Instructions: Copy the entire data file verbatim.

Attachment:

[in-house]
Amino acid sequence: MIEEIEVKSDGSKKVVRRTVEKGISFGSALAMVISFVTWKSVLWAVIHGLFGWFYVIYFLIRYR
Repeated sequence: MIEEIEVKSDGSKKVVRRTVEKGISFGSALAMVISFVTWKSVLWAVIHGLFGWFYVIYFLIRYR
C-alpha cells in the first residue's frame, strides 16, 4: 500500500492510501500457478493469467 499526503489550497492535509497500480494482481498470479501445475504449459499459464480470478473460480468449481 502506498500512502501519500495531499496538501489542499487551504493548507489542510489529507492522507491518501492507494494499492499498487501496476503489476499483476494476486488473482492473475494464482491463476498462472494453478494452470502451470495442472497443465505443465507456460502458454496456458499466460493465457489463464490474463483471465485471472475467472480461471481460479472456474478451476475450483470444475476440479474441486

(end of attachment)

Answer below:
[in-house]
Amino acid sequence: MIEEIEVKSDGSKKVVRRTVEKGISFGSALAMVISFVTWKSVLWAVIHGLFGWFYVIYFLIRYR
Repeated sequence: MIEEIEVKSDGSKKVVRRTVEKGISFGSALAMVISFVTWKSVLWAVIHGLFGWFYVIYFLIRYR
C-alpha cells in the first residue's frame, strides 16, 4: 500500500492510501500457478493469467 499526503489550497492535509497500480494482481498470479501445475504449459499459464480470478473460480468449481 502506498500512502501519500495531499496538501489542499487551504493548507489542510489529507492522507491518501492507494494499492499498487501496476503489476499483476494476486488473482492473475494464482491463476498462472494453478494452470502451470495442472497443465505443465507456460502458454496456458499466460493465457489463464490474463483471465485471472475467472480461471481460479472456474478451476475450483470444475476440479474441486